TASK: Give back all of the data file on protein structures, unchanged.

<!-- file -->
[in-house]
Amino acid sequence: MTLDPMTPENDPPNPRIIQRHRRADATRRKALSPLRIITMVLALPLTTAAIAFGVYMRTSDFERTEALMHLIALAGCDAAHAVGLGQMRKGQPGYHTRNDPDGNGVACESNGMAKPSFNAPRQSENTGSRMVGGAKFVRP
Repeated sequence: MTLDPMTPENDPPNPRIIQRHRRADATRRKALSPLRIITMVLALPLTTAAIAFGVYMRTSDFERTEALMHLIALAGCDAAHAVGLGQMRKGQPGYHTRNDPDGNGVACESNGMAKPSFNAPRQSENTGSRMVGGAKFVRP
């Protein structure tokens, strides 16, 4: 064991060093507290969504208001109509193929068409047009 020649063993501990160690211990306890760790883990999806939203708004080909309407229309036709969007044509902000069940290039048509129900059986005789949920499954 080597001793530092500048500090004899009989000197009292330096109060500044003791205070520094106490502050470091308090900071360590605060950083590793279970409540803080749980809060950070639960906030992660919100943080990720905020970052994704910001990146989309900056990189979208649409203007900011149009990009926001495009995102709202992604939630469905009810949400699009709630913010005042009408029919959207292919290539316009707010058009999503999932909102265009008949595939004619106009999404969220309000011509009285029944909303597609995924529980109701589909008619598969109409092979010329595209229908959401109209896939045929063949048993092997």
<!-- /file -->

[in-house]
Amino acid sequence: MTLDPMTPENDPPNPRIIQRHRRADATRRKALSPLRIITMVLALPLTTAAIAFGVYMRTSDFERTEALMHLIALAGCDAAHAVGLGQMRKGQPGYHTRNDPDGNGVACESNGMAKPSFNAPRQSENTGSRMVGGAKFVRP
Repeated sequence: MTLDPMTPENDPPNPRIIQRHRRADATRRKALSPLRIITMVLALPLTTAAIAFGVYMRTSDFERTEALMHLIALAGCDAAHAVGLGQMRKGQPGYHTRNDPDGNGVACESNGMAKPSFNAPRQSENTGSRMVGGAKFVRP
């Protein structure tokens, strides 16, 4: 064991060093507290969504208001109509193929068409047009 020649063993501990160690211990306890760790883990999806939203708004080909309407229309036709969007044509902000069940290039048509129900059986005789949920499954 080597001793530092500048500090004899009989000197009292330096109060500044003791205070520094106490502050470091308090900071360590605060950083590793279970409540803080749980809060950070639960906030992660919100943080990720905020970052994704910001990146989309900056990189979208649409203007900011149009990009926001495009995102709202992604939630469905009810949400699009709630913010005042009408029919959207292919290539316009707010058009999503999932909102265009008949595939004619106009999404969220309000011509009285029944909303597609995924529980109701589909008619598969109409092979010329595209229908959401109209896939045929063949048993092997």